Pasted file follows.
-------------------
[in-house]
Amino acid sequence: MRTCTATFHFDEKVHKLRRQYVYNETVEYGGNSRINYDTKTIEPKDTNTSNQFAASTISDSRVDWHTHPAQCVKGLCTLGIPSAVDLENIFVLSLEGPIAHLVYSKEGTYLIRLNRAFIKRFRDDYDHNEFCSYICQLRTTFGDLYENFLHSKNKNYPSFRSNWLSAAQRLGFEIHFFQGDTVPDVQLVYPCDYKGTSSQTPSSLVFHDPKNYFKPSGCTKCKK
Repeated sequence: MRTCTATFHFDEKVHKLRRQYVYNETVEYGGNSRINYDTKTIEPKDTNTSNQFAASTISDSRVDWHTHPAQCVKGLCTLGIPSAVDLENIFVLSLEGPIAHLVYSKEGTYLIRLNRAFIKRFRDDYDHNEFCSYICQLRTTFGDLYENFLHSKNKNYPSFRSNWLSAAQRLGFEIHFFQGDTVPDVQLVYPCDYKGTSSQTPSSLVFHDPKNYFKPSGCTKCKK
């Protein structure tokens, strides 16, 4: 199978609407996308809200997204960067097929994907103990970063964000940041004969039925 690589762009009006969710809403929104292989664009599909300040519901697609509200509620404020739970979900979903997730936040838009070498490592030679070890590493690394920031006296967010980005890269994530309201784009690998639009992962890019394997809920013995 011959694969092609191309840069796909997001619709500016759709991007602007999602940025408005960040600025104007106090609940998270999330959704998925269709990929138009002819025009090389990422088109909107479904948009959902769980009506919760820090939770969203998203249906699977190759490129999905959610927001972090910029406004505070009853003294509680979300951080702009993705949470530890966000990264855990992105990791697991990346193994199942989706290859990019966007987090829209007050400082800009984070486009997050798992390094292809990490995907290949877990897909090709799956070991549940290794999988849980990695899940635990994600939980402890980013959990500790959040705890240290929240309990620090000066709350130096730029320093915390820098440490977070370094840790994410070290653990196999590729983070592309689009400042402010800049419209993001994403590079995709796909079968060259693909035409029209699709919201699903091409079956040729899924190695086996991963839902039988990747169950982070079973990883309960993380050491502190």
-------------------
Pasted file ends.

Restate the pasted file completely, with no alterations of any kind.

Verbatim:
[in-house]
Amino acid sequence: MRTCTATFHFDEKVHKLRRQYVYNETVEYGGNSRINYDTKTIEPKDTNTSNQFAASTISDSRVDWHTHPAQCVKGLCTLGIPSAVDLENIFVLSLEGPIAHLVYSKEGTYLIRLNRAFIKRFRDDYDHNEFCSYICQLRTTFGDLYENFLHSKNKNYPSFRSNWLSAAQRLGFEIHFFQGDTVPDVQLVYPCDYKGTSSQTPSSLVFHDPKNYFKPSGCTKCKK
Repeated sequence: MRTCTATFHFDEKVHKLRRQYVYNETVEYGGNSRINYDTKTIEPKDTNTSNQFAASTISDSRVDWHTHPAQCVKGLCTLGIPSAVDLENIFVLSLEGPIAHLVYSKEGTYLIRLNRAFIKRFRDDYDHNEFCSYICQLRTTFGDLYENFLHSKNKNYPSFRSNWLSAAQRLGFEIHFFQGDTVPDVQLVYPCDYKGTSSQTPSSLVFHDPKNYFKPSGCTKCKK
């Protein structure tokens, strides 16, 4: 199978609407996308809200997204960067097929994907103990970063964000940041004969039925 690589762009009006969710809403929104292989664009599909300040519901697609509200509620404020739970979900979903997730936040838009070498490592030679070890590493690394920031006296967010980005890269994530309201784009690998639009992962890019394997809920013995 011959694969092609191309840069796909997001619709500016759709991007602007999602940025408005960040600025104007106090609940998270999330959704998925269709990929138009002819025009090389990422088109909107479904948009959902769980009506919760820090939770969203998203249906699977190759490129999905959610927001972090910029406004505070009853003294509680979300951080702009993705949470530890966000990264855990992105990791697991990346193994199942989706290859990019966007987090829209007050400082800009984070486009997050798992390094292809990490995907290949877990897909090709799956070991549940290794999988849980990695899940635990994600939980402890980013959990500790959040705890240290929240309990620090000066709350130096730029320093915390820098440490977070370094840790994410070290653990196999590729983070592309689009400042402010800049419209993001994403590079995709796909079968060259693909035409029209699709919201699903091409079956040729899924190695086996991963839902039988990747169950982070079973990883309960993380050491502190």